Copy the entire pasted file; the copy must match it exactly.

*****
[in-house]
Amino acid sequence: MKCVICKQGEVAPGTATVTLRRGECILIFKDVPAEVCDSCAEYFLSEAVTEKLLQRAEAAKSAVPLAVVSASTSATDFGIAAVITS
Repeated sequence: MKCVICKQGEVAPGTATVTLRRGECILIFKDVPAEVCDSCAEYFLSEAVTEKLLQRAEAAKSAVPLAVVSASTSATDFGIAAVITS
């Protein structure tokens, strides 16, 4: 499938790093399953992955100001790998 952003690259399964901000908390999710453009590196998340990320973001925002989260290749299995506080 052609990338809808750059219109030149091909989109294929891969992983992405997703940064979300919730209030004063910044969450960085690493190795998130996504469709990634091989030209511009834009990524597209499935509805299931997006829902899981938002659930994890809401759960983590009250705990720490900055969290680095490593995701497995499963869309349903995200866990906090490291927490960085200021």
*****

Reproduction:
[in-house]
Amino acid sequence: MKCVICKQGEVAPGTATVTLRRGECILIFKDVPAEVCDSCAEYFLSEAVTEKLLQRAEAAKSAVPLAVVSASTSATDFGIAAVITS
Repeated sequence: MKCVICKQGEVAPGTATVTLRRGECILIFKDVPAEVCDSCAEYFLSEAVTEKLLQRAEAAKSAVPLAVVSASTSATDFGIAAVITS
């Protein structure tokens, strides 16, 4: 499938790093399953992955100001790998 952003690259399964901000908390999710453009590196998340990320973001925002989260290749299995506080 052609990338809808750059219109030149091909989109294929891969992983992405997703940064979300919730209030004063910044969450960085690493190795998130996504469709990634091989030209511009834009990524597209499935509805299931997006829902899981938002659930994890809401759960983590009250705990720490900055969290680095490593995701497995499963869309349903995200866990906090490291927490960085200021």